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9

In a quite pedestrian way, this is just saying that $\det$ is a quadratic form with the trace as its polar form. Namely, for any matrix $A$, let $A^\star = \mathrm{Tr} A - A$ be its conjugate (as in “the conjugate root of the characteristic polynomial”). Then your formula is equivalent to $$ \det (A+B) - \det(A) - \det(B) = \mathrm{Tr}(A^\star \cdot B).$$ ...


8

If $A$ is $m\times n$ real matrix and $\operatorname{rank}A = k\le\min(m,n)$, then $AA^T$ is $m\times m$ matrix of rank $k$. Thus $AA^T$ is invertible if and only if $\operatorname{rank}A = m$ (in particular: if $m > n$, then $AA^T$ must be singular.) For complex matrices it does not hold in general, as baharampuri suggests. However for complex matrix ...


6

This is the case $n=2$ of a 1980 theorem of Amitsur. It is described (in more abstract notation) here and this question gives the reference to Amitsur's paper.


6

Laplace expansion: Let $A$ be an $n \times n$ matrix. Denote $a_{ij}$ be the entry of row $i$ and column $j$. Denote $A_{ij}$ be the $(n-1) \times (n-1)$ matrix by deleting row $i$ and column $j$. Then $\det A$ is given by: $$\det A = \sum^n_{j=1}(-1)^{i+j}a_{ij}\det A_{ij}$$ Picture: Intuitively, the signs are alternating in this pattern: ...


5

Instead of memorizing it, we can express the determinant of a $n \times n$ matrix by: $$\det(A) = \sum_{\sigma \in S_n} {\rm sgn}(\sigma) \prod_{i=1}^n a_{i,\sigma(i)}.$$ The above is often used as the definition of the determinant. For the case $n=2$, for example, $$\sigma_1 = {\rm id},\, {\rm sgn}(\sigma_1)=1, \quad \sigma_2 = (1\, 2), \, {\rm ...


5

A nice intuitive visualization is: The determinant is the (oriented) $n$-dimensional volume of the epiped ("distorted cube") spanned by the column vectors. Especially, the deteminant is zero iff the epiped is "squashed" to lower dimensions, i.e., iff the matrix is not invertible.


5

I think you may have miscalculated your determinant. I get $$-\lambda^3 + 6\lambda^2 - \frac{15}{2} \lambda + \frac{5}{2}$$ for which you can check 1 is a root (usually a guess worth trying). I suppose you can proceed from there. Also, a handy way to check consistency is to see if the trace $\text{Tr}(A)$ equals the $\lambda^2$ coefficient, since they both ...


5

The matrix is the special case of so-called Vandermonde Matrix (See Induction for Vandermonde Matrix). det($A$)$=(a-b)(a-c)(b-c)$. So if $a\neq b,a\neq c, b\neq c, \space$ det$(A)\neq 0$.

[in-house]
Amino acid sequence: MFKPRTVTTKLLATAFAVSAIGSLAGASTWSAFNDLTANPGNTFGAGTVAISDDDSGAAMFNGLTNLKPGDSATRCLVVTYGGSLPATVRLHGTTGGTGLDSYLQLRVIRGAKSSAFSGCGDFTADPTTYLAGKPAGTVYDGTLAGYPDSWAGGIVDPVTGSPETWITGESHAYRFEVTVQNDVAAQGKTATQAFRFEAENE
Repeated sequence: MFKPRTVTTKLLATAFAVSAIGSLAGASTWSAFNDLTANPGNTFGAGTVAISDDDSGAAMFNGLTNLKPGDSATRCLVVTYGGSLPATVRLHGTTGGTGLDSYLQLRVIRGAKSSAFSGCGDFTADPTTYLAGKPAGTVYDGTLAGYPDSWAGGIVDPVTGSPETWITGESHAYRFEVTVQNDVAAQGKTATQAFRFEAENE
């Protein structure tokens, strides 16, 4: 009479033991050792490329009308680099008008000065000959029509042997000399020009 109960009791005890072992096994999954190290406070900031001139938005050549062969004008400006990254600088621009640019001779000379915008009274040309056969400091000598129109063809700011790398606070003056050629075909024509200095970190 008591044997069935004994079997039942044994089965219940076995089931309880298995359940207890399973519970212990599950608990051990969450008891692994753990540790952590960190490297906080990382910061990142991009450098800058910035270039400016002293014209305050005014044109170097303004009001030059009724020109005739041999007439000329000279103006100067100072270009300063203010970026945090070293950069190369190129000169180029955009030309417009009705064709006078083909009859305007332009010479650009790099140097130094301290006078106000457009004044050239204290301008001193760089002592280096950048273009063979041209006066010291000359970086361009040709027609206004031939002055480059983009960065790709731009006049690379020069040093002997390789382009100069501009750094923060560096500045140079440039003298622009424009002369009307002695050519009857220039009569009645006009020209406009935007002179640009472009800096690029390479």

4

The calculation of the determinants does involve basic properties of the determinant function: Multilinearity: Let $\alpha \in \mathbb{R}$ and $A$ an $n \times n$ matrix. Then $$\det( \alpha A) = \alpha^n\det(A).$$ Multiplication of determinants: For two $n \times n$ matrices $A,B$ $$\det(A B ) = \det(A) \cdot \det(B).$$ Let now $A$ be an ...


4

Hint For any $n \times n$ matrices $A, B$, we have $$\det(AB) = \det(A) \det(B).$$ Any scalar matrix $\lambda I$ is diagonal, so its determinant is the product of its diagonal entries: $$\det(\lambda I) = \lambda^n.$$


4

Hint $A$ has positive eigenvalues because it is diagonally dominant (why?) and the diagonal entries are positive. This suffices to show that $\det A = \prod_{i=1}^n \lambda_i > 0$ where $\lambda_i$ are the eigenvalues of $A$.


3

This matrix has determinant $1$, see here. The matrix looks as follows $$ \begin{pmatrix} 1 & 1 & 1 & \cdots & 1 \cr 1 & 2 & 2 & \cdots & 2 \cr 1 & 2 & 3 &\cdots & 3 \cr \vdots & \vdots & \vdots & \ddots & \vdots \cr 1 & 2 & 3 & \cdots & n \end{pmatrix} $$


3

Note that $\det B = 1$. Note additionally that $B^{-1} = A(A^T)^{-1}$, so that $$ \operatorname{trace}(B^{-1}) = \operatorname{trace}(A(A^T)^{-1}) = \operatorname{trace}((A^T)^{-1}A) = \operatorname{trace}(B^T) = \operatorname{trace}(B) $$ Now, your polynomial can be written as $$ \det(I + B) = \det(B) + \det(B)\operatorname{trace}(B^{-1}) + ...


3

I am not sure that this is what you want, but it is the cleanest solution I can find. It is easy to check that, if all but one of the $v_j$ are fixed and both the function is viewed as a function of a single vector, it will be a linear function. Additionally, if two of the $v_j$s are the same, say $v_k=v_{\ell}$ the left hand side will be zero. To see ...


3

Here's an answer that completely avoids determinants. Determinants are heinously overrated. Let $\vec v_1,\vec v_2,\dotsc,\vec v_n$ be the columns of a matrix $A$. That is, $$ A= \begin{bmatrix} \vec v_1 & \vec v_2 & \dotsb & \vec v_n \end{bmatrix} $$ Now, suppose the columns of $A$ are not linearly independent. Then there exist scalars ...